5G technology doesn’t cause COVID-19 but rumors that it does have spread rapidly across the globe, researchers report.
Researchers need to better understand how misinformation like this spreads in order to hone their intervention efforts and prevent misinformed perspectives from taking root.
A research team led by Elaine Nsoesie, a fellow at the Hariri Institute at Boston University, investigated how COVID-19 misinformation proliferated using the same epidemiological techniques for modeling disease transmission.
The researchers examined the spread of COVID-19 misinformation across eight English-speaking countries, including the United States, using Google Trends.
The researchers focused on myths that the World Health Organization (WHO) “busted” on its website including the relationships between COVID-19 and alcohol, ginger root, the sun, 5G, and hydroxychloroquine.
What Nsoesie and colleagues found was that some COVID-19 misinformation spread exponentially across the countries, much like the coronavirus itself.
This rapid proliferation isn’t surprising. Most people were scrambling for any sort of information on the mysterious virus in the early months of 2020.
“There was such a rapid proliferation of any information at the onset of the pandemic that misinformation had a golden opportunity to enter the public conscience,” says Nina Cesare, a postdoctoral associate at the School of Public Health.
Thankfully, debunking myths online seems effective in stopping their spread.
As soon as public health officials at WHO responded to COVID-19 misinformation on the WHO website, the number of Google searches for that misinformation dropped significantly.
But, the team was surprised that there seems to be a consistent, global misunderstanding of 5G technology. The myth of “COVID-19 and 5G” spread faster than any of the other rumors they investigated. “I didn’t expect 5G to stand out among the misinformation as much as it did,” says Nsoesie.
What makes this even more surprising is that 5G technology isn’t brand new. Rather, it’s a continued development, based on international standards, of the communication technologies preceding it, like 4G.
“5G is the new standard for communication technology. It allows for faster communication by using different frequencies and multiple antennas,” says David Starobinski, a professor in the electrical and computer engineering department. “It is an evolution of communication technology rather than a revolution,” he says.
Even though 5G technology isn’t entirely new, there are a few reasons why people might have believed it causes COVID-19.
For one, there is very little transparency from researchers in communication technologies that leads to institutional distrust.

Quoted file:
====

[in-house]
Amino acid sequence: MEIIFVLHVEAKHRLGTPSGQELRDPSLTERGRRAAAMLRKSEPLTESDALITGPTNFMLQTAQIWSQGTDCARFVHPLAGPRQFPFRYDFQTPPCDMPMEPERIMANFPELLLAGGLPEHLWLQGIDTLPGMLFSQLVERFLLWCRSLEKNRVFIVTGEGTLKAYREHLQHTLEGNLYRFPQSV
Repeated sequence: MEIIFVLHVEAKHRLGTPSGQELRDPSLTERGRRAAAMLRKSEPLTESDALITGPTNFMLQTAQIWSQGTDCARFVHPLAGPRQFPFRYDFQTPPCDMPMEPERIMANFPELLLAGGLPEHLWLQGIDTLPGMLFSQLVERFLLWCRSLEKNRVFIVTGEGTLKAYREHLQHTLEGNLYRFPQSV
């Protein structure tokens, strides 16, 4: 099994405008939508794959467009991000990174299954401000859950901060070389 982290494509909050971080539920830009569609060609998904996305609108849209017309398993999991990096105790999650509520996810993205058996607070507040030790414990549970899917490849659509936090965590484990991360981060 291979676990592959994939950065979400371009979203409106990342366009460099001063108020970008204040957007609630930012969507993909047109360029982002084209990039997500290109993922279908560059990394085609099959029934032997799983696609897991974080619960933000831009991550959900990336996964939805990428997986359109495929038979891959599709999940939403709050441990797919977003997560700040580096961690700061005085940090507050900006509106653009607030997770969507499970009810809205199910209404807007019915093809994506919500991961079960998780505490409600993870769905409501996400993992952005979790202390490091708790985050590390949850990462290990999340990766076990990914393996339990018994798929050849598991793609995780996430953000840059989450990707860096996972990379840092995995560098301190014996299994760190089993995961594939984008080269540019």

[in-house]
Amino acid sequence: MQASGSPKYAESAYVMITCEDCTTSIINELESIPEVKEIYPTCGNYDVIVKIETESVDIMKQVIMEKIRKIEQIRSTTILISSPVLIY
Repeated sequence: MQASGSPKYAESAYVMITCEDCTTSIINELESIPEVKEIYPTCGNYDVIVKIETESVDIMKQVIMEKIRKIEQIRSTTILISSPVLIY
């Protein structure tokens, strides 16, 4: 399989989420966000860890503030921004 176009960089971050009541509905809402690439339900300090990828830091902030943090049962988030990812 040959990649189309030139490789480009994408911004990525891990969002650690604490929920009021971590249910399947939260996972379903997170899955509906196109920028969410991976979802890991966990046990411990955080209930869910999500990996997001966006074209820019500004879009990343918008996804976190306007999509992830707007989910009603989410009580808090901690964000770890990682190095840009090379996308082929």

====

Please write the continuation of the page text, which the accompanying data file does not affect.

“I think the belief has something to do with a certain distrust in government and the ability to tie this narrative about 5G technology into conversations around government surveillance,” says Cesare. This distrust is a concern even now, as myths around microchips being put into vaccines explode on Facebook.
Another explanation for why folks might associate 5G with COVID-19 is that such technology emits invisible electromagnetic waves that people fear could impact their health. “People are much more worried about things [like radiation] that they cannot see,” says Starobinski.
While exposure to high-power radiation can be harmful to health, Starobinski assures that there have been safety guidelines on the radiation from communication technologies and 5G should be safe to use.
“People have been using smartphones for years and we don’t see evidence that this radiation has caused noticeable increase in diseases or hospitalizations due to usage,” he says. He also notes that “regulators have set limits on the radiation power of 5G devices, though additional safety studies may still be warranted.”
And, such radiation can’t cause COVID-19. COVID-19 is a viral disease that comes from the coronavirus known as SARS-CoV-2.
To stop the spread of similar myths in the future, experts need to consistently and clearly correct common misconceptions. And better transparency from both government bodies and researchers could prevent misinformation from ever taking root.
“We [researchers] need to humanize the conversations around misinformation and continue to share true information so that misinformation becomes less prevalent in the media,” says Nsoesie.
The findings appear in the Journal of Medical Internet Research.
Additional researchers from the Boston University School of Public Health, Harvard Medical School, and École Polytechnique Fédérale contributed to the work.